It was the foreign ministers' first face-to-face meeting since two days of shelling last week by both sides killed more than 200 troops.
Almost 60 people return to Zangilan district, which they had to flee in 1993 when Armenian forces attacked and occupied it, killing thousands of people and displacing some 30,000 from the area.
The Armenian Foreign Ministry says the “two sides discussed the implementation of previously undertaken commitments and exchanged views on further possible steps”.
It is part of a strategic transportation route that extends from Azerbaijan’s Baku to Türkiye’s Kars province, passing through Armenia.
Turkish Foreign Minister Mevlut Cavusoglu said construction of both railways and highways will help further link countries in the region.
Türkiye’s Ambassador, Serdar Kilic, and the Deputy Speaker of the Armenian Parliament, Ruben Rubinyan, “reiterated their agreement to continue the process without preconditions."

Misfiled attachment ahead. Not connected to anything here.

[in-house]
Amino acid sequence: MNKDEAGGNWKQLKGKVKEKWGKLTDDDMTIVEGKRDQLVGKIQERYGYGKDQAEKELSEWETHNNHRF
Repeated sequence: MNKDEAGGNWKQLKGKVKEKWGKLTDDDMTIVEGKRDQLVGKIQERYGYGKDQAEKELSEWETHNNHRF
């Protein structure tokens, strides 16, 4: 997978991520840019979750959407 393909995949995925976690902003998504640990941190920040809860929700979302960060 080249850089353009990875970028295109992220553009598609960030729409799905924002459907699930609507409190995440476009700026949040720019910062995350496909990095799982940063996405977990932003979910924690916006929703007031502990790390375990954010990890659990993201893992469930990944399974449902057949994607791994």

A combination of hard power and diplomacy has been the key to Ankara’s achievements.
Azerbaijan offers normalisation plan in which a joint commission will demarcate borders according to UN and November 2020 truce deal brokered by Russia.
Türkiye has welcomed Azerbaijan and Armenia's decision to begin preparations for a peace treaty, which Ankara says will help establish stability in the region.
Azerbaijan's President Ilham Aliyev and Armenia's PM Nikol Pashinyan agree to convene a Joint Border Commission that will delimit and demarcate the bilateral border, European Council chief Charles Michel says.
Despite the cease-fire agreement, the Azerbaijani Defense Ministry says Armenian forces periodically fire on positions of the Azerbaijani army.
The move to return the Armenian servicemen was on humanitarian grounds, Azerbajjan’s State Commission on Prisoners of War, Missing Persons and Hostages said.
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